Mazda Begins Using Cold-Stamped Higher-Strength Steel Parts
Mazda recently began a joint working relationship with Nippon Steel & Sumitomo Metal Corporation and JFE Steel Corporation to create the world’s first cold-stamped, 1,310 MPa-class high-strength steel car parts.
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In the past, cold-stamped car parts were only possible using steel rated at 1,180 MPa or lower because the material didn’t form accurately into the desired shape and mold. In an industry where individual parts need to fit together perfectly for structural integrity and the smooth flow of moving pieces, the loss of accuracy made it almost impossible.
Mazda’s join venture with the steel companies has found a blend of conditions that make cold-stamping higher-strength steel possible.
The desire for higher-strength steel is a universal one, as it produces the same amount of durability with less material, so a car can still reach a high standard of safety while being lighter and thinner. Mazda plans to use the 1,310 MPa steel its new generation of Skyactiv-Vehicle Architecture, which will be implemented starting with the new Mazda3.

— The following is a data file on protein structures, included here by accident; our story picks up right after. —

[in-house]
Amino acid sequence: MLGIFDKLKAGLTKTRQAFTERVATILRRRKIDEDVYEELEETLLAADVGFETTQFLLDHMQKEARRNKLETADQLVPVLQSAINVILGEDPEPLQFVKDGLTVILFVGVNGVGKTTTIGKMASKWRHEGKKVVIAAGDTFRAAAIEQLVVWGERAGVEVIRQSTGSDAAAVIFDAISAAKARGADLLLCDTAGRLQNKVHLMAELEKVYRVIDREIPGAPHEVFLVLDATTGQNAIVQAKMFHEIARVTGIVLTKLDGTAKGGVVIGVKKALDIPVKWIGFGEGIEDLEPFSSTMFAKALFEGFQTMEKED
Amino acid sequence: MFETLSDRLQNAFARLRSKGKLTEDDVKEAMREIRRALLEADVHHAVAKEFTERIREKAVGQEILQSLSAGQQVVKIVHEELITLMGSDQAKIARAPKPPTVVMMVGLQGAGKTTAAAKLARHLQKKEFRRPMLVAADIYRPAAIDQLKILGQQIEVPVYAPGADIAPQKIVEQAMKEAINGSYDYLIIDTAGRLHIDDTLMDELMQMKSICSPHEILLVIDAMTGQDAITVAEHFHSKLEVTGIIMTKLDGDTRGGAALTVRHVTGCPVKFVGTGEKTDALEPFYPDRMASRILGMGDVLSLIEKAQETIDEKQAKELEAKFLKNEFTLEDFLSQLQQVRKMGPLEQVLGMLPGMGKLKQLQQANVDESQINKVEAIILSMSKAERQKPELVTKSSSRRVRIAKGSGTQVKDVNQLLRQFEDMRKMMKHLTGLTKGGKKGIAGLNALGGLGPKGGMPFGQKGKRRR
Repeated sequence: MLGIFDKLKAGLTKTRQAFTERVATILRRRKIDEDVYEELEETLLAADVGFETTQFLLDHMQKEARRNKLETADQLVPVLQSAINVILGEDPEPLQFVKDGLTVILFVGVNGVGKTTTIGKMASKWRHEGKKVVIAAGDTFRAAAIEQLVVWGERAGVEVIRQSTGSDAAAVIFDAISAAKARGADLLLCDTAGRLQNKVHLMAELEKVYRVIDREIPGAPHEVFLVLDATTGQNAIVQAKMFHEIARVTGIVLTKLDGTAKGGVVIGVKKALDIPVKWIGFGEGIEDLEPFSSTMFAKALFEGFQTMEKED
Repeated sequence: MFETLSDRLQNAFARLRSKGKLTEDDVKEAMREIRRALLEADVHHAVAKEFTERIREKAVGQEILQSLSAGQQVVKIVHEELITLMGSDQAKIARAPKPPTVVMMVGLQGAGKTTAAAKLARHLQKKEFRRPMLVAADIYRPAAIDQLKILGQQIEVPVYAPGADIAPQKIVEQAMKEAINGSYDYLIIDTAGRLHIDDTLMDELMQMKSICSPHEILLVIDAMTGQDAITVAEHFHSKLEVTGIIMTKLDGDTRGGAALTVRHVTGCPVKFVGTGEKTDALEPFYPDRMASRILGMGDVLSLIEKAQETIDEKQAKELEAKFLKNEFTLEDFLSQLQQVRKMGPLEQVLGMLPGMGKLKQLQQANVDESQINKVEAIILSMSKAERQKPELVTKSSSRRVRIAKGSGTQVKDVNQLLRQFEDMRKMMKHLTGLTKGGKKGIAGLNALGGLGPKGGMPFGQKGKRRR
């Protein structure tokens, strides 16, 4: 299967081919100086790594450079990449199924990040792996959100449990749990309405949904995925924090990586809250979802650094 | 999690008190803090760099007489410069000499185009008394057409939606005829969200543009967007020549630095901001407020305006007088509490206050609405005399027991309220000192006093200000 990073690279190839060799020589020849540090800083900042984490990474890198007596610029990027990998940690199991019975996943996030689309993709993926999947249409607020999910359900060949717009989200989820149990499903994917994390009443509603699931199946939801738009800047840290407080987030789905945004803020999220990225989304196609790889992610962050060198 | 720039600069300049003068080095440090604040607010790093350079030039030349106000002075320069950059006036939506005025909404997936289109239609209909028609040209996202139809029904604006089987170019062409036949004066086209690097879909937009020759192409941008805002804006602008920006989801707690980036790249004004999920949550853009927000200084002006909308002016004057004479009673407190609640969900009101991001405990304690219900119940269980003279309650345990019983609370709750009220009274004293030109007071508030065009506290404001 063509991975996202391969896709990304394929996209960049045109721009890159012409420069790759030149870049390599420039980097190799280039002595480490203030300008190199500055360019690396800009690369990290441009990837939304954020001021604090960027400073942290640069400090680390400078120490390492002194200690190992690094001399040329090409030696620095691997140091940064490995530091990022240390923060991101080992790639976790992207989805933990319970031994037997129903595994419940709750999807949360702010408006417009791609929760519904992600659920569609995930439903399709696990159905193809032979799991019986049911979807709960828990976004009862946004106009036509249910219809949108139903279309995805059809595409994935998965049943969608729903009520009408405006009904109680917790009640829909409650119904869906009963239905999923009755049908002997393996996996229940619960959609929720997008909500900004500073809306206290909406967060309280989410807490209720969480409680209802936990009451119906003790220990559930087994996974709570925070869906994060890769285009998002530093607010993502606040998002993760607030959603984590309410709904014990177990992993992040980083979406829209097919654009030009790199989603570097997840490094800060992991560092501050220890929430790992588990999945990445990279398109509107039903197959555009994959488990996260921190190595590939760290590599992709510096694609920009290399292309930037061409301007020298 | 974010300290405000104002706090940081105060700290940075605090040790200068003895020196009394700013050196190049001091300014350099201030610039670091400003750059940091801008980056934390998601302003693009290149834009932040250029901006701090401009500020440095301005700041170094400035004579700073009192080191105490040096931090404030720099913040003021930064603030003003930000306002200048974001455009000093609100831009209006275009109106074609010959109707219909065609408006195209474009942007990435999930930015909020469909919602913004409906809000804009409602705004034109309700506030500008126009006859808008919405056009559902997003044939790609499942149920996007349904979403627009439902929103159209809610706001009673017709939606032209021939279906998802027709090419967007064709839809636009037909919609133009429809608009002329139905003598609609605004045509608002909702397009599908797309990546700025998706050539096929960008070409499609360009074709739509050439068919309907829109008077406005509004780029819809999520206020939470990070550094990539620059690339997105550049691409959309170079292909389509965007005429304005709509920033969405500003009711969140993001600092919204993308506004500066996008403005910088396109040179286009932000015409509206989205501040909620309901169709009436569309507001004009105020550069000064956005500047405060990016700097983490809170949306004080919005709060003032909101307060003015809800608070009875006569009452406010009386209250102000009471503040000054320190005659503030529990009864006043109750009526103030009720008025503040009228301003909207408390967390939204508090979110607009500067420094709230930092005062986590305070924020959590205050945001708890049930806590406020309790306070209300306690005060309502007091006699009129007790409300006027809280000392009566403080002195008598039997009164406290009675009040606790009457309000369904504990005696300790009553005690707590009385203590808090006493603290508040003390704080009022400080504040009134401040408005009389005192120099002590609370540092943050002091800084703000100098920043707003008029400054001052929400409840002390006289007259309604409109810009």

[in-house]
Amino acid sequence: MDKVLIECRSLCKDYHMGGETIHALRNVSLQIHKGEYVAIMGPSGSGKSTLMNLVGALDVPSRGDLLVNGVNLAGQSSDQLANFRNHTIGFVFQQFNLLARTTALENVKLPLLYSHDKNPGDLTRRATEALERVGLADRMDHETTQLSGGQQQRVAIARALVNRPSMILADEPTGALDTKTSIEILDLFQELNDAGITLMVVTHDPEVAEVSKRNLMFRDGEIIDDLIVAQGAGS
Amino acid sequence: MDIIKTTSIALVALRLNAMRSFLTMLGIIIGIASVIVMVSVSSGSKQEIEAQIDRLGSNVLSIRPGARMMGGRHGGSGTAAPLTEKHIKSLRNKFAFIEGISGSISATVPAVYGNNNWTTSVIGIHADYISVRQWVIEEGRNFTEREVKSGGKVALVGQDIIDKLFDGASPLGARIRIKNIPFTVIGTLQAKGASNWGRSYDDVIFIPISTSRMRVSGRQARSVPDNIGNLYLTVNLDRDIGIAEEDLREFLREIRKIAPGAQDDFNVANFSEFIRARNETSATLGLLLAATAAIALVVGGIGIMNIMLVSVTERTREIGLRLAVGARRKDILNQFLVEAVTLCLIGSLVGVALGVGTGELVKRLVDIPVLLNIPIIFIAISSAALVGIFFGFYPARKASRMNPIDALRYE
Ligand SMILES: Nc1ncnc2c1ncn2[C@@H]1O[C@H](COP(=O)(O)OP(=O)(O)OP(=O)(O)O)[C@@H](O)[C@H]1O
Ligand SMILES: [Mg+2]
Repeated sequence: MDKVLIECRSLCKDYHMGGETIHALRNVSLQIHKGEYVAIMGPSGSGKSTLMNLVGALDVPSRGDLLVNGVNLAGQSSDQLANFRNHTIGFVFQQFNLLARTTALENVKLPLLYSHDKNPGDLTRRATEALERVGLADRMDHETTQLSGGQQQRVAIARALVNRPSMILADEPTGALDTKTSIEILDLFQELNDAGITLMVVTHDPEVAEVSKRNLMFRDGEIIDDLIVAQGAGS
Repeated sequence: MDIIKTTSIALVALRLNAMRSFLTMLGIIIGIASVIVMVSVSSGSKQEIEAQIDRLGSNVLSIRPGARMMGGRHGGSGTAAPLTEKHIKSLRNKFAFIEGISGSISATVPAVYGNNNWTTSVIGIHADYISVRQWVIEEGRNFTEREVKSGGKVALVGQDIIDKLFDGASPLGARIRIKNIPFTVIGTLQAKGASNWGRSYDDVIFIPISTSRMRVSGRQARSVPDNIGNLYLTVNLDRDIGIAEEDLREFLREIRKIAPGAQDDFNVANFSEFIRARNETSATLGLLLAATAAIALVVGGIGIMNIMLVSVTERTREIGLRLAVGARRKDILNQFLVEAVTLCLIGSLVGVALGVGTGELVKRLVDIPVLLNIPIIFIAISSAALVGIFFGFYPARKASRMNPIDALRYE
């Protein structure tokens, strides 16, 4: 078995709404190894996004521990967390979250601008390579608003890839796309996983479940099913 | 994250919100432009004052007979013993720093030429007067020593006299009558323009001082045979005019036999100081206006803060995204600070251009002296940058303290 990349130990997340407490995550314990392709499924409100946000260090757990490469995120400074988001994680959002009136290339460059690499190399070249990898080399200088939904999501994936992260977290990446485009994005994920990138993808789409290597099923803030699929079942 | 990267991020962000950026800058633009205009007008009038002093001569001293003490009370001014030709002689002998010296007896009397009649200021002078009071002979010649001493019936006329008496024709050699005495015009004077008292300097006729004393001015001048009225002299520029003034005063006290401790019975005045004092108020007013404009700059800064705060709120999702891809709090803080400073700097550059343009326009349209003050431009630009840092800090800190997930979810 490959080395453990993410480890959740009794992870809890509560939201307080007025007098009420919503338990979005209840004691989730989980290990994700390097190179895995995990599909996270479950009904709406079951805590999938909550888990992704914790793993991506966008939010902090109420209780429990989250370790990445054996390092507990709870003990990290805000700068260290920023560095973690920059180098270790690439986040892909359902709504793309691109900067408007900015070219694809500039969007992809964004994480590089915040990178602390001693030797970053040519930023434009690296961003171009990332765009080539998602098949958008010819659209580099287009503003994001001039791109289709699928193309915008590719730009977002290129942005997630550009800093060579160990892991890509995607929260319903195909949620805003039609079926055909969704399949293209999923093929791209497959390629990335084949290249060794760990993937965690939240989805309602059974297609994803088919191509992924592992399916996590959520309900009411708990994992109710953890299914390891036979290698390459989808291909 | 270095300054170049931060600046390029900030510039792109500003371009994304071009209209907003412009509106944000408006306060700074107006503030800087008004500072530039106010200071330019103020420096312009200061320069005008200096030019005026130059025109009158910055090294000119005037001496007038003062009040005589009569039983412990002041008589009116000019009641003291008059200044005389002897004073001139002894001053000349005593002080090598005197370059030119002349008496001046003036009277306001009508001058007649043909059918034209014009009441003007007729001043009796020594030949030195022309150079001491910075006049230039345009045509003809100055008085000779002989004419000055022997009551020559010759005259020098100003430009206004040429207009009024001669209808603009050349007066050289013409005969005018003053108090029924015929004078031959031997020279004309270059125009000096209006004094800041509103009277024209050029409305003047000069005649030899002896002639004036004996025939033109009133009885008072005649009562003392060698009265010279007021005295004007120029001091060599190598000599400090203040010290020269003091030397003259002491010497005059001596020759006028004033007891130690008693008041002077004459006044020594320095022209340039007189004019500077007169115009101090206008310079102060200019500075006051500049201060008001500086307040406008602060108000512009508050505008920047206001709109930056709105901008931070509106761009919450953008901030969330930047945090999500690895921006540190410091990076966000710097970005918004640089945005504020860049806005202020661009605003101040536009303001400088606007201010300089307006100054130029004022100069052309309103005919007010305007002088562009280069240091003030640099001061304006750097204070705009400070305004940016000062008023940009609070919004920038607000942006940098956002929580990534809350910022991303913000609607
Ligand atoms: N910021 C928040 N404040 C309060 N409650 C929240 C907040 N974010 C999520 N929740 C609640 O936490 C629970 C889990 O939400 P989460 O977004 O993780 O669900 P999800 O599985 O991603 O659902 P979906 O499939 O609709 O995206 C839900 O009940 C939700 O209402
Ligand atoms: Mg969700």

The new cold-stamped steel will be used in the Mazda3’s inner roof rail, front pillar, hinge pillar reinforcement, and other reinforcements. In total, the switch to this new material will save over 6 pounds, which doesn’t sound like much but could have a noticeable impact on fuel efficiency.
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Mazda has always been a weight-conscious manufacturer, and the MX-5 Miata is one of the only cars on the market that’s maintained its weight for several years, while the weight of other cars goes up.